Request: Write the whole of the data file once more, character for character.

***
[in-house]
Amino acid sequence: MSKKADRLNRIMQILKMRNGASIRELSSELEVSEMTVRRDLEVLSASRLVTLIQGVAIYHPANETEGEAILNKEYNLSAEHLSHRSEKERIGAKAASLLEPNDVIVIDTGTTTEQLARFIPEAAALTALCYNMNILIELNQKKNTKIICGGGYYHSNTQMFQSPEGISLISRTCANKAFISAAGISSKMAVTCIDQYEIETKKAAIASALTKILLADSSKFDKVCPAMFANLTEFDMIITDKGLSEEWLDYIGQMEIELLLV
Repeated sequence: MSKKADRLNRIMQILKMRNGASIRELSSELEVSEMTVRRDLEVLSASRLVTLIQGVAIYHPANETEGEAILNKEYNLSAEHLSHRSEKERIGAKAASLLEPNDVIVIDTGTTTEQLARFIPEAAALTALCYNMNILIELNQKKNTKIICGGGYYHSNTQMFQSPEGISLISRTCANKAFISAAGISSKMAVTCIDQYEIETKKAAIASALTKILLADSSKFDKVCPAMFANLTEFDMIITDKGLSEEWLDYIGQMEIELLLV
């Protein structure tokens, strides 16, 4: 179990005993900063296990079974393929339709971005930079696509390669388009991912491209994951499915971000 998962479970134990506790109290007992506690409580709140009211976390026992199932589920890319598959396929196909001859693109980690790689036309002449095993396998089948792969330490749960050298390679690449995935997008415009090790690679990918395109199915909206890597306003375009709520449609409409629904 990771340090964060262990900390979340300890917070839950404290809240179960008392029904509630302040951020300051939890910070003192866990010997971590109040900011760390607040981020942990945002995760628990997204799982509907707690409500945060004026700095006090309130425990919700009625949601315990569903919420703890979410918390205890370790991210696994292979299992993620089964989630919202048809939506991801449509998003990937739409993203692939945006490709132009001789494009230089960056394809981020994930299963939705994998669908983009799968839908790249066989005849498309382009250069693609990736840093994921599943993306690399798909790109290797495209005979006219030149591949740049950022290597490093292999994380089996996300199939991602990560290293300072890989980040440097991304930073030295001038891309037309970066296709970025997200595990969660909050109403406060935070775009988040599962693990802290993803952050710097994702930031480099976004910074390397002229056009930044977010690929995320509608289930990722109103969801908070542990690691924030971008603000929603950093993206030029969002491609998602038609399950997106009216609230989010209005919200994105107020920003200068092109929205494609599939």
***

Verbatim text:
[in-house]
Amino acid sequence: MSKKADRLNRIMQILKMRNGASIRELSSELEVSEMTVRRDLEVLSASRLVTLIQGVAIYHPANETEGEAILNKEYNLSAEHLSHRSEKERIGAKAASLLEPNDVIVIDTGTTTEQLARFIPEAAALTALCYNMNILIELNQKKNTKIICGGGYYHSNTQMFQSPEGISLISRTCANKAFISAAGISSKMAVTCIDQYEIETKKAAIASALTKILLADSSKFDKVCPAMFANLTEFDMIITDKGLSEEWLDYIGQMEIELLLV
Repeated sequence: MSKKADRLNRIMQILKMRNGASIRELSSELEVSEMTVRRDLEVLSASRLVTLIQGVAIYHPANETEGEAILNKEYNLSAEHLSHRSEKERIGAKAASLLEPNDVIVIDTGTTTEQLARFIPEAAALTALCYNMNILIELNQKKNTKIICGGGYYHSNTQMFQSPEGISLISRTCANKAFISAAGISSKMAVTCIDQYEIETKKAAIASALTKILLADSSKFDKVCPAMFANLTEFDMIITDKGLSEEWLDYIGQMEIELLLV
């Protein structure tokens, strides 16, 4: 179990005993900063296990079974393929339709971005930079696509390669388009991912491209994951499915971000 998962479970134990506790109290007992506690409580709140009211976390026992199932589920890319598959396929196909001859693109980690790689036309002449095993396998089948792969330490749960050298390679690449995935997008415009090790690679990918395109199915909206890597306003375009709520449609409409629904 990771340090964060262990900390979340300890917070839950404290809240179960008392029904509630302040951020300051939890910070003192866990010997971590109040900011760390607040981020942990945002995760628990997204799982509907707690409500945060004026700095006090309130425990919700009625949601315990569903919420703890979410918390205890370790991210696994292979299992993620089964989630919202048809939506991801449509998003990937739409993203692939945006490709132009001789494009230089960056394809981020994930299963939705994998669908983009799968839908790249066989005849498309382009250069693609990736840093994921599943993306690399798909790109290797495209005979006219030149591949740049950022290597490093292999994380089996996300199939991602990560290293300072890989980040440097991304930073030295001038891309037309970066296709970025997200595990969660909050109403406060935070775009988040599962693990802290993803952050710097994702930031480099976004910074390397002229056009930044977010690929995320509608289930990722109103969801908070542990690691924030971008603000929603950093993206030029969002491609998602038609399950997106009216609230989010209005919200994105107020920003200068092109929205494609599939």